Friday, October 19, 2012

Nissan adds third shift at Smyrna

Despite slow sales of  electric vehicles, Nissan said Friday it has added a third shift at its assembly plant in Tennessee.
 Nissan Americas Vice Chairman Bill Krueger said the addition of 810 new Nissan manufacturing jobs in Tennessee in support of the company's growth and demand for its vehicles.
  The new employees will staff the new third shift at the Smyrna Vehicle Assembly Plant. The shift began operations earlier this week and it is the Smyrna plant has had a third vehicle assembly shift in its nearly 30-year history. Nissan has now added over 2,000 manufacturing jobs in Tennessee since mid-2011.
 "Our investment in creating hundreds of new jobs demonstrates Nissan's long-time commitment to our employees, Smyrna and the State of Tennessee," Krueger said.
  "The dedicated workforce in Tennessee continues to build high-quality vehicles that compete and win globally, and we're committed to ensuring this doesn't change."
 The recent addition of a third vehicle assembly shift at the Smyrna plant is part of Nissan's strategy to localize core-model production. By 2015, Nissan aims to have 85 percent of all Nissan and Infiniti products that are sold in the United States produced in North America.
 The Smyrna plant currently builds the Nissan Pathfinder and Infiniti JX sport utility vehicles and the Nissan Altima and Maxima sedan, according to Nissan spokesman Justin Saia.
 Saia also said the Smyrna plant is slated to start building the Nissan Leaf electric vehicle later this year and the new version of the Nissan Rogue in 2013.
 Nissan began building batteries for electric vehicle at a new factory next to the Smyrna plant this year but has been relatively silent about its EV plans ever since sales of the Leaf went in to a tailspin this past summer.  The plant was built with the help of nearly $1 billion dollars in loans from the U.S. Department of Energy.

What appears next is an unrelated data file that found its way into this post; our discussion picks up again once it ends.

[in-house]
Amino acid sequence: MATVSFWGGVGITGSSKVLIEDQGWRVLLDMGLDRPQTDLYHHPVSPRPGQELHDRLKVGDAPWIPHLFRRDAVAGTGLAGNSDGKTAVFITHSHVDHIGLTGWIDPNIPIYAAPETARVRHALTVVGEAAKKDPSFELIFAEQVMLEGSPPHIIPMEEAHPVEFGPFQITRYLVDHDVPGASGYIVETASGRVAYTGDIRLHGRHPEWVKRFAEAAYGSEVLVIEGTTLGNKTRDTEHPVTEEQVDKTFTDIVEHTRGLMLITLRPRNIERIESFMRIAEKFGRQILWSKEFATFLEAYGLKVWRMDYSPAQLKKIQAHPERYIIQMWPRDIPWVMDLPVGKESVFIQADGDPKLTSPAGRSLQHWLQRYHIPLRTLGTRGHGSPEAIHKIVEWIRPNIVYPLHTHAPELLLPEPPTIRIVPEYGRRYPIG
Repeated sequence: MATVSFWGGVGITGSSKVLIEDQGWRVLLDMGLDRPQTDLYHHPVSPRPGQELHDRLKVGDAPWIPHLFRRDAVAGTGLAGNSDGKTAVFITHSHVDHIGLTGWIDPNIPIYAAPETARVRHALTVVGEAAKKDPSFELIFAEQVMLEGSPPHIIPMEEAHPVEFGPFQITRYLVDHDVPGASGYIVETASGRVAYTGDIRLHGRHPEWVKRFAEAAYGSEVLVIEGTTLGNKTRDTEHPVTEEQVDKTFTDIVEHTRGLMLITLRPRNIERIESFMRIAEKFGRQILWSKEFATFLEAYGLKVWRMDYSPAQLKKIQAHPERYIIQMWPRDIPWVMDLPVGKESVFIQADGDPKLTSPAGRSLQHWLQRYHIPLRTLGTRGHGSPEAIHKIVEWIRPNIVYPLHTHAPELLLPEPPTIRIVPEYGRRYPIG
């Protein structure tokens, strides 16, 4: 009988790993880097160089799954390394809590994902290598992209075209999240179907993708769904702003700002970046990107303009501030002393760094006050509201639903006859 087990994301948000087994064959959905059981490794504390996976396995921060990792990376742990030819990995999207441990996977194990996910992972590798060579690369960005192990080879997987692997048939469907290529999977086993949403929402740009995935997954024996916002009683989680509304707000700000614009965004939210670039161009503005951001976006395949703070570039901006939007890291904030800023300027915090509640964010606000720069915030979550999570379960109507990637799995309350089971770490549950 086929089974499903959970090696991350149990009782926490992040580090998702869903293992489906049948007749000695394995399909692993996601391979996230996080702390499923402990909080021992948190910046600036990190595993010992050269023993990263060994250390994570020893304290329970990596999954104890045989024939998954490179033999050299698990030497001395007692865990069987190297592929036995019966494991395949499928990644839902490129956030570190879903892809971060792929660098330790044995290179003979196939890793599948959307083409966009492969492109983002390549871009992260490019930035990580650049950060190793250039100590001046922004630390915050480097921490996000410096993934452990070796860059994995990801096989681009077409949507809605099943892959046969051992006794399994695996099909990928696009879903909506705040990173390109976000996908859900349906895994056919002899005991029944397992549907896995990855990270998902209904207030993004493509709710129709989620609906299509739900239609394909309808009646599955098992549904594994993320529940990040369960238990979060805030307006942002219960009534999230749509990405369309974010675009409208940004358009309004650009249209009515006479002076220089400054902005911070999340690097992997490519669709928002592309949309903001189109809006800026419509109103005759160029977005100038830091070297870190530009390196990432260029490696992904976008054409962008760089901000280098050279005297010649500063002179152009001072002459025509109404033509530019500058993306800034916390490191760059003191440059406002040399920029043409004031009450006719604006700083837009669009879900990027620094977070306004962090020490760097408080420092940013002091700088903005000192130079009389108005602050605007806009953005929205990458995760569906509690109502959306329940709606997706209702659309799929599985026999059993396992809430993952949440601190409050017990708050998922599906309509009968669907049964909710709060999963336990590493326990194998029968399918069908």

The U.S. sales of the Leaf have dropped 27.6 percent so far this year and signs of distress continue to crop up throughout the fledgling EV business. Earlier this week, A123, the maker of EV batteries which had built a new plant near Detroit with help from the U.S. Department of Energy, filed for bankruptcy and announced it was selling its electric vehicle assets to Johnson Controls of Milwaukee, Wis.
  However, the plans for  electric vehicle production in Tennessee are moving forward,  Saia said.  Nissan currently builds the Leaf EVs sold in he U.S. in Japan.
"Nissan and Tennessee have enjoyed a long and successful partnership for more than 30 years, and this announcement shows the strength of the company and the market demand for its products," Bill Haslam said.
 "Nissan and our existing industries are very important to the state's economy and the citizens they employ, and I want to congratulate and thank Nissan on today's announcement and the new jobs it means for Tennessee," he said.
Nissan began production at the Smyrna Plant began in June 1983.  The plant has an annual production capacity of 550,000 vehicles and represents a capital investment of $2.5 billion.  With recent growth, employment at Nissan's Smyrna manufacturing facility exceeds 6,000 employees.


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